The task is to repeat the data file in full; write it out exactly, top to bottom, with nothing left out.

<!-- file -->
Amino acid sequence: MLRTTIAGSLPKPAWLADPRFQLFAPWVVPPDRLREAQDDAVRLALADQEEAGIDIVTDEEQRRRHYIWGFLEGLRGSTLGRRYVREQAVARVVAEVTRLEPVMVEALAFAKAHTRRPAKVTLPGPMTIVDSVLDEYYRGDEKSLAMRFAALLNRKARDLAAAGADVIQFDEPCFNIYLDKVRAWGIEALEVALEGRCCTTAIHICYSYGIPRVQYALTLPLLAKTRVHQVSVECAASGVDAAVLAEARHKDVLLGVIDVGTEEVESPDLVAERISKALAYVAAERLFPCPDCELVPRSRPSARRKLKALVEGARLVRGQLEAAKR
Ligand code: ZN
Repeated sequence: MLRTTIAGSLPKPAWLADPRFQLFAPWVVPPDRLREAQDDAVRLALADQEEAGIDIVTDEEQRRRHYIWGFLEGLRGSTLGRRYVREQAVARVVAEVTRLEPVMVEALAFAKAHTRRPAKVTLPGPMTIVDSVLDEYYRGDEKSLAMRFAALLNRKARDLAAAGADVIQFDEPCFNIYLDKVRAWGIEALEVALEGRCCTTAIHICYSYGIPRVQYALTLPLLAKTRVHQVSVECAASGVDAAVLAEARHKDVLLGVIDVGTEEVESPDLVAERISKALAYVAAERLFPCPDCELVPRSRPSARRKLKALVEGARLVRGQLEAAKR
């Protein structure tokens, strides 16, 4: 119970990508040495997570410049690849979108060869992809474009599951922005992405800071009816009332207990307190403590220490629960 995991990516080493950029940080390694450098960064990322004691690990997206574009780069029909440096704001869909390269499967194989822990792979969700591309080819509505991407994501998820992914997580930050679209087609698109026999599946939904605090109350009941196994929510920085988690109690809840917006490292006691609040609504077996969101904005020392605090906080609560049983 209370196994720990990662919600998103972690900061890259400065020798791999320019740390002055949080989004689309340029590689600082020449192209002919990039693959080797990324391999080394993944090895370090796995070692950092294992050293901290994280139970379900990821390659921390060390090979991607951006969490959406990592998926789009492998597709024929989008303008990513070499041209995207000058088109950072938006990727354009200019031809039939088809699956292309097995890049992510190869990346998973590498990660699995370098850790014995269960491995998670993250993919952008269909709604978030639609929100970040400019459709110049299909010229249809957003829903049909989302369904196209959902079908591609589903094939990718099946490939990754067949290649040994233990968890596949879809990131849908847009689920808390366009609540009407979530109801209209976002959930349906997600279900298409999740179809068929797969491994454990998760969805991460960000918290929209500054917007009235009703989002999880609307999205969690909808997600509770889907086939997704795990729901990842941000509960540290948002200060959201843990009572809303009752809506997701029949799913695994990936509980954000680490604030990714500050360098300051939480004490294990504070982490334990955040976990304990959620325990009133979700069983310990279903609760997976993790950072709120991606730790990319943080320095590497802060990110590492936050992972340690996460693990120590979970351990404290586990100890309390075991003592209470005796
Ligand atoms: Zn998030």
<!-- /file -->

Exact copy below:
Amino acid sequence: MLRTTIAGSLPKPAWLADPRFQLFAPWVVPPDRLREAQDDAVRLALADQEEAGIDIVTDEEQRRRHYIWGFLEGLRGSTLGRRYVREQAVARVVAEVTRLEPVMVEALAFAKAHTRRPAKVTLPGPMTIVDSVLDEYYRGDEKSLAMRFAALLNRKARDLAAAGADVIQFDEPCFNIYLDKVRAWGIEALEVALEGRCCTTAIHICYSYGIPRVQYALTLPLLAKTRVHQVSVECAASGVDAAVLAEARHKDVLLGVIDVGTEEVESPDLVAERISKALAYVAAERLFPCPDCELVPRSRPSARRKLKALVEGARLVRGQLEAAKR
Ligand code: ZN
Repeated sequence: MLRTTIAGSLPKPAWLADPRFQLFAPWVVPPDRLREAQDDAVRLALADQEEAGIDIVTDEEQRRRHYIWGFLEGLRGSTLGRRYVREQAVARVVAEVTRLEPVMVEALAFAKAHTRRPAKVTLPGPMTIVDSVLDEYYRGDEKSLAMRFAALLNRKARDLAAAGADVIQFDEPCFNIYLDKVRAWGIEALEVALEGRCCTTAIHICYSYGIPRVQYALTLPLLAKTRVHQVSVECAASGVDAAVLAEARHKDVLLGVIDVGTEEVESPDLVAERISKALAYVAAERLFPCPDCELVPRSRPSARRKLKALVEGARLVRGQLEAAKR
């Protein structure tokens, strides 16, 4: 119970990508040495997570410049690849979108060869992809474009599951922005992405800071009816009332207990307190403590220490629960 995991990516080493950029940080390694450098960064990322004691690990997206574009780069029909440096704001869909390269499967194989822990792979969700591309080819509505991407994501998820992914997580930050679209087609698109026999599946939904605090109350009941196994929510920085988690109690809840917006490292006691609040609504077996969101904005020392605090906080609560049983 209370196994720990990662919600998103972690900061890259400065020798791999320019740390002055949080989004689309340029590689600082020449192209002919990039693959080797990324391999080394993944090895370090796995070692950092294992050293901290994280139970379900990821390659921390060390090979991607951006969490959406990592998926789009492998597709024929989008303008990513070499041209995207000058088109950072938006990727354009200019031809039939088809699956292309097995890049992510190869990346998973590498990660699995370098850790014995269960491995998670993250993919952008269909709604978030639609929100970040400019459709110049299909010229249809957003829903049909989302369904196209959902079908591609589903094939990718099946490939990754067949290649040994233990968890596949879809990131849908847009689920808390366009609540009407979530109801209209976002959930349906997600279900298409999740179809068929797969491994454990998760969805991460960000918290929209500054917007009235009703989002999880609307999205969690909808997600509770889907086939997704795990729901990842941000509960540290948002200060959201843990009572809303009752809506997701029949799913695994990936509980954000680490604030990714500050360098300051939480004490294990504070982490334990955040976990304990959620325990009133979700069983310990279903609760997976993790950072709120991606730790990319943080320095590497802060990110590492936050992972340690996460693990120590979970351990404290586990100890309390075991003592209470005796
Ligand atoms: Zn998030």